This is a desk-based study that has comparatively analysed, a set of assessments and policy analyses of problems facing the global food system, which are seen as threatening food security.  Given resources constraints, the scope of the study was confined to three assessments of the current state of the global food system, along with their distinctive recommendations for changes that could enhance food security and three policy documents that recommend changes, but which do not provide a detailed assessment of the changing dynamics of global food systems.

The project aims to answers two main questions:

1)      Why have the reviews and policy initiatives come to different conclusions?

Answering that question requires firstly answering two sub-questions:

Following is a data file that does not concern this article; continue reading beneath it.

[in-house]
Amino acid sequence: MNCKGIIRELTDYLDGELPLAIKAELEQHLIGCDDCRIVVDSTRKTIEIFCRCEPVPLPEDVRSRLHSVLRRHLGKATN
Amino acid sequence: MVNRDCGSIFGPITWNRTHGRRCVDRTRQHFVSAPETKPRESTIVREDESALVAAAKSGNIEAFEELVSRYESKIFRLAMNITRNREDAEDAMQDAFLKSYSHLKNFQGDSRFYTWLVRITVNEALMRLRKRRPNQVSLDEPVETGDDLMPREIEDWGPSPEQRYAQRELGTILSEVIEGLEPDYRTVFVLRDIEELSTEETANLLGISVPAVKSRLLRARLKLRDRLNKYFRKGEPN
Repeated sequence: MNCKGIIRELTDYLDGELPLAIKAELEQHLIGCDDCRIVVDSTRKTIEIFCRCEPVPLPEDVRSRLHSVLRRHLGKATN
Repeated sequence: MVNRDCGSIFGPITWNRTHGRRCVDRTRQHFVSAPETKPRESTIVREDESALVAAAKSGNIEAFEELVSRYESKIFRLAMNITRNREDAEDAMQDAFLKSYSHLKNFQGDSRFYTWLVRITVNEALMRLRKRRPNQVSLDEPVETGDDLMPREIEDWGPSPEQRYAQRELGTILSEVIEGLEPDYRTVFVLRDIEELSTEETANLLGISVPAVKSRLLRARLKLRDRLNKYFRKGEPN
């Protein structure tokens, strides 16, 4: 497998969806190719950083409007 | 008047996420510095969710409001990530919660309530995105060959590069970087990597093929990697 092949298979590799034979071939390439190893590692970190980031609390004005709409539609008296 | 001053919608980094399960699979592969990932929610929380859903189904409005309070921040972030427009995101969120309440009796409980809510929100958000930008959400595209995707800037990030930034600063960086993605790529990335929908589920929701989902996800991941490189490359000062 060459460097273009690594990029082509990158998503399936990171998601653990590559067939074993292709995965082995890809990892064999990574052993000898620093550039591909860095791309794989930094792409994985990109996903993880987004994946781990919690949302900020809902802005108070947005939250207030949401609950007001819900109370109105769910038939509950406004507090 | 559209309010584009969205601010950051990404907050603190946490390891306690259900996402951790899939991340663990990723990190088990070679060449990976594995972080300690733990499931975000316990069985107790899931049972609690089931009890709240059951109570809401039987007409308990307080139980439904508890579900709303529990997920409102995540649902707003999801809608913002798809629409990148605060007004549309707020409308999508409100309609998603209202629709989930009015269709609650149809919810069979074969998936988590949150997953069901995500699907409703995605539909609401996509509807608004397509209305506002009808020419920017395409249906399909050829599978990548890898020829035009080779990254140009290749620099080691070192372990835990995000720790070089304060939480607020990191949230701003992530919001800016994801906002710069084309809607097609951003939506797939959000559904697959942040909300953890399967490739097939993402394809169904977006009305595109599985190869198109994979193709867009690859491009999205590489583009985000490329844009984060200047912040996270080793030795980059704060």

• Can different framings of the problems be identified in different processes?
  • How have different framings informed the issues selected for attention, competing policy proposals and recommended practices?

2)      How do the assumptions, diagnoses and prescriptions perform when benchmarked against the criteria of: acknowledging and addressing directionality, diversity and distributional considerations?

The criteria by which the assessments were chosen were:

  1. that they provide diagnoses of the problems facing the global food system, and
  2. offer prescriptions as to how those problems can and should be addressed.
  3. that they engage explicitly with choices concerning the directions in which agricultural and food science and technology are being developed, and should be developed.

The criteria by which policy documents were chosen were:

  1. that they provide diagnoses of the problems facing the global food system,
  2. offer prescriptions as to how those problems can and should be addressed, and have emerged from bodies that are widely seen internationally as important, authoritative and influential.

The 3 assessments of agricultural technologies are: